Friday, 1 April 2016

How to stop your communities becoming LinkedIn-style ghost towns.

The LinkedIn groups are failing as a medium for community discussion. How do we stop communities of practice in our own organisation going the same way?

The Huffington post article by JD Gershbein, entitled "The LinkedIn groups have become ghost towns", describes what he terms the demise of the groups. Seen initially as a technology to support discussion and knowledge sharing in global communities of practice, the groups have "devolved into a bottomless pit of shameless self-promotion".

Certainly the groups are becoming less about dialogue and more about monologue. When I analysed LinkedIn group discussions in 2011 I found that about 60% of the thread-starters were questions while 40% were statements, and that the threads started with statements received few if any answers, and sparked no discussion.  I repeated this analysis this year and found that only 10% of threads were started with a true question, while  90% started with a "notification"; someone sharing something, usually presented as a statement, but sometimes as a pseudo-question like"What's the best way to introduce social media? Read my website and find out".

The notification threads received on average 0.1 follow-up responses and comments. The 10% of the threads that started with a real question received on average 13.5 comments.  Questions promote discussion, but the percentage of questions is low, and falling.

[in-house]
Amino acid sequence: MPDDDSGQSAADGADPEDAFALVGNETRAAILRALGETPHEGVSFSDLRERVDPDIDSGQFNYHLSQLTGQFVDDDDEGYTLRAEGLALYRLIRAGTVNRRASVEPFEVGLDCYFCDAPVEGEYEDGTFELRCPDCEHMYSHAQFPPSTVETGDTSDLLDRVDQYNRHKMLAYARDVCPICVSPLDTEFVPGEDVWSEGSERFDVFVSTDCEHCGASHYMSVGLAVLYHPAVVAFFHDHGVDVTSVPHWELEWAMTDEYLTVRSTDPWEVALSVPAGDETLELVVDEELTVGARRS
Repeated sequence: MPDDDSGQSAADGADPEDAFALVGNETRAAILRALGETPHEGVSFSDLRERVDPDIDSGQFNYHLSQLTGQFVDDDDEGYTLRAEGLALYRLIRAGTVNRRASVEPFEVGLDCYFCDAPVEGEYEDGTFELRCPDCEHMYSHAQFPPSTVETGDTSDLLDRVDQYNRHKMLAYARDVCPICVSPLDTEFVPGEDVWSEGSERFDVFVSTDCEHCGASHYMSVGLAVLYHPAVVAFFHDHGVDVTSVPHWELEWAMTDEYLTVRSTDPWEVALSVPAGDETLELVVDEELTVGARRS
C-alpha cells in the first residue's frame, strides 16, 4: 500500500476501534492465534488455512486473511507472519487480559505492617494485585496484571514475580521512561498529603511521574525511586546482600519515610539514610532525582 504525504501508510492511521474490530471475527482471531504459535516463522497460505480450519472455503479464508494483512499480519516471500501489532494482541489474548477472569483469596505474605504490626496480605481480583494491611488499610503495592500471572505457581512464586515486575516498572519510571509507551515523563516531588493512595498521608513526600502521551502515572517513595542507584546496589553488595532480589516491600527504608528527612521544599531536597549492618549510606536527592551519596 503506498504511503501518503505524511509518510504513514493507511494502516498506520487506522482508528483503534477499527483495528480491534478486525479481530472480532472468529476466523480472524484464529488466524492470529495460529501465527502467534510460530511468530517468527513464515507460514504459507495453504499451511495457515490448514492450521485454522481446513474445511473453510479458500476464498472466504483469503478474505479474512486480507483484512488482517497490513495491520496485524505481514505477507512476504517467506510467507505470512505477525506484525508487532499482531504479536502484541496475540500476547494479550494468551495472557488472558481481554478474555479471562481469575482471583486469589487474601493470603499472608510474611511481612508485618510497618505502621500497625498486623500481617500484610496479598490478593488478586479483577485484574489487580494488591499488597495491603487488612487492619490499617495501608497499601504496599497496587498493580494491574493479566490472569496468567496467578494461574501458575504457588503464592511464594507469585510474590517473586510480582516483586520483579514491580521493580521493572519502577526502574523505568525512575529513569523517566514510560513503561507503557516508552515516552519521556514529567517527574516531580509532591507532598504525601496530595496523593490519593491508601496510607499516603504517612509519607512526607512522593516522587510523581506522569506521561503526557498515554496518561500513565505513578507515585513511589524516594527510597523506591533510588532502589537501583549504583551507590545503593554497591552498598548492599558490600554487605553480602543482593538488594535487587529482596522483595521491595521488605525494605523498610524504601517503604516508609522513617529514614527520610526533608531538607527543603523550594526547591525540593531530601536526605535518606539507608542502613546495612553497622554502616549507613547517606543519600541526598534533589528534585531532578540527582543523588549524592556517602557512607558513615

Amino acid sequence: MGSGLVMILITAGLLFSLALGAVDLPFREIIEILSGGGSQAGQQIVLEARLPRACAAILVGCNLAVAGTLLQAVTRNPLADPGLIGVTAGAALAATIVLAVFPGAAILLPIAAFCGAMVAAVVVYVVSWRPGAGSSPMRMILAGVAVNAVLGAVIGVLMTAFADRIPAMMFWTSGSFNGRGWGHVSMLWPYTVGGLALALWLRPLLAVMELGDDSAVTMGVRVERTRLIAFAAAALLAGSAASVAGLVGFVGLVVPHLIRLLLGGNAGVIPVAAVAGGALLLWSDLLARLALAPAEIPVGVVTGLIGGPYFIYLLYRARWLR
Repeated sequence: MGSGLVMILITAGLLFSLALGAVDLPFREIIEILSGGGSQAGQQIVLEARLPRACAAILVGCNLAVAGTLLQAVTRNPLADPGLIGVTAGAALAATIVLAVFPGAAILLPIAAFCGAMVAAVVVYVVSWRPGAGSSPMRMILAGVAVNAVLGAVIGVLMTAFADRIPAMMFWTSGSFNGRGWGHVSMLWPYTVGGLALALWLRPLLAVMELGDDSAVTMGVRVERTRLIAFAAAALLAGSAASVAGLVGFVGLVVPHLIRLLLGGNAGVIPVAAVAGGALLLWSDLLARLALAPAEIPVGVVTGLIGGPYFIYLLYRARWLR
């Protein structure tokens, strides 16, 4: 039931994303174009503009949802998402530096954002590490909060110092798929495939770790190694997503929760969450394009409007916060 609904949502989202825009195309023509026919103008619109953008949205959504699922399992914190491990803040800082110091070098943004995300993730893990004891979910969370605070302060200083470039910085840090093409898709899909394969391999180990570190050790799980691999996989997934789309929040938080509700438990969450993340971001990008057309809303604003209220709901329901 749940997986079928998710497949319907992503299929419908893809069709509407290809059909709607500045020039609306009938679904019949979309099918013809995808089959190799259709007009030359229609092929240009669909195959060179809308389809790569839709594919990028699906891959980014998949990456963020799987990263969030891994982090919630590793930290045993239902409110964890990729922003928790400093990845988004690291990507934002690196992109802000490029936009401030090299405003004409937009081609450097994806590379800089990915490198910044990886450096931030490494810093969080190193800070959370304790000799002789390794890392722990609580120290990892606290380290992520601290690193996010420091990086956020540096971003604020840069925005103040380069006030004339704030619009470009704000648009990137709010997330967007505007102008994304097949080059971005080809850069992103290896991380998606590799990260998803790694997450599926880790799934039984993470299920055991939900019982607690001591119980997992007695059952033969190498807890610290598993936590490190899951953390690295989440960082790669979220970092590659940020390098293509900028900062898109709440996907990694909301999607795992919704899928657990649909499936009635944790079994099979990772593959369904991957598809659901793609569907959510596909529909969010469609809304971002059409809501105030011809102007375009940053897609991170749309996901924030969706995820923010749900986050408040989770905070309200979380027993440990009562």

So JD's view matches my observation - that the LinkedIn groups have not fulfilled their promise of being a discussion mechanism, but have become another avenue for people to promote themselves. Where people have questions, these are generally answered and may create some rich dialogue. However the questions are becoming fewer and fewer, and self-promoting notification more and more common.

Why has this happened?

JD suggests that an increased complexity and activity level in LinkedIn has turned people from contributors into browsers, compounded by the new LinkedIn moderation policies. However I think there may be something more fundamental. LinkedIn is, by its very nature, a forum for self promotion. You promote yourself through your profile and through your activity, and so find jobs and contracts.